“What do they mean that it’s only old people?” Rabbi Held said. “Who raised you?” How can anyone dismiss someone else’s illness and death, as long as it’s the illness and death of someone from another generation, by saying “it’s only old people?”
“There is some sense in which human solidarity should be so fundamental that to lack it in that way is so alarming that I can’t even begin to describe it.
“Liberty without an attendant sense of responsibility is worthless, even toxic. I think that we as a culture have radically overplayed liberty and underplayed responsibility. That is tragic.
“The thing that the pandemic has done is that it has shown us the extent to which we are lacking what psychologists call pro-social emotions. We’re lacking generosity, mutual responsibility, and empathy. We are a really troubled society right now.”
These issues can be discussed through a number of different lenses; his are specifically Jewish. The ideas might be elegantly simple, but the texts he will use are complicated and sophisticated.
When he talks about the idea of gratitude, Rabbi Held said, he “will not do it in the language of self-help.” Instead, “we will look at it using the language from the deep wellsprings of tradition. We won’t look at the usual sources. We will look at the laws of sacrifice, at Maimonides, at the 20th-century Mussar movement. We will be going to some deep places.”
In his Atlantic essay, Rabbi Held wrote about how dismissing the deaths of elderly people began by dehumanizing them. “ ‘The elderly’ are bunched together as a faceless mass, all of them considered culprits and thus effectively deserving of the suffering the pandemic will inflict on them. Lost entirely is the fact that the elderly are individual human beings…”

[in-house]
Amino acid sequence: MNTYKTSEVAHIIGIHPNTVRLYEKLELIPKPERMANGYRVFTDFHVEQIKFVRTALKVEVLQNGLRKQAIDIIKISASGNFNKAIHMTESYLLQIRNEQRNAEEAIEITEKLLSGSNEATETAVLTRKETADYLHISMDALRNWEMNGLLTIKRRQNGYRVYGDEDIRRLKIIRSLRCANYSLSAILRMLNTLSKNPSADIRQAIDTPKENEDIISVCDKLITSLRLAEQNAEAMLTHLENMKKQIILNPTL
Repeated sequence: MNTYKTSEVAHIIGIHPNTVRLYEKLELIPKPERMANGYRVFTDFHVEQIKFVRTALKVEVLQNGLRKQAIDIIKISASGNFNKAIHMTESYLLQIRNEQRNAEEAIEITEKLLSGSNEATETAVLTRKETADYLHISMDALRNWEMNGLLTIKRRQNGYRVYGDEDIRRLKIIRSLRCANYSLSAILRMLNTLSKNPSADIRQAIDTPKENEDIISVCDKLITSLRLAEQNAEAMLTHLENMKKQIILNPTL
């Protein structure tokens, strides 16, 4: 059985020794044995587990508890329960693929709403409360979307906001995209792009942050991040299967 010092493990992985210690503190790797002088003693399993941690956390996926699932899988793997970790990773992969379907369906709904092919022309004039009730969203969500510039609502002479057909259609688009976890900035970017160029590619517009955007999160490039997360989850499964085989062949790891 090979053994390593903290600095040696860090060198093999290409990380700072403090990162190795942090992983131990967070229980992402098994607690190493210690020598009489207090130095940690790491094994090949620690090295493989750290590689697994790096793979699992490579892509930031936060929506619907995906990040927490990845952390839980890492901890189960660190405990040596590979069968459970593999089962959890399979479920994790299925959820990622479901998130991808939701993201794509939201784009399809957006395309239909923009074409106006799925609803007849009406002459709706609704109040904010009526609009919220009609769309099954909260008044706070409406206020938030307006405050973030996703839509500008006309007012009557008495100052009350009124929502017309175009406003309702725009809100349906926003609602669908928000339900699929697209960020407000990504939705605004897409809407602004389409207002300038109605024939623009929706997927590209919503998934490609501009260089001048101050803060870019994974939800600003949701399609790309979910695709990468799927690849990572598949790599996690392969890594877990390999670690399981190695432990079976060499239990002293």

He contrasts that idea with the biblical commandment to honor your father and mother. The word “honor” comes from a root that means “weight.” “At the deepest level, then, the biblical command is thus to treat the elderly as weighty,” he wrote. We’re not allowed to curse them; the word “curse” comes from a root that means “light.” So, we are not allowed to treat old people lightly, “as if they are inconsequential,” he wrote.
“Just because an idea sounds easy, that doesn’t mean that it is easy,” Rabbi Held said. “Some ideas are universal, but still it’s important to understand them in your own particular language.
“There is a specifically Jewish way to talk about gratitude, and I offer people that language.”
Who: Rabbi Dr. Shai Held
What: Will speak for Temple B’nai Abraham’s Selichot program
When: On Saturday, August 28, at 9 p.m.; Selichot services will begin at 10:15
Where: On Zoom and in person, with mask and proof of vaccination, at B’nai Abraham, 300 E Northfield Rd, Livingston
To get the link: Call (973) 994-2290 or email firstname.lastname@example.org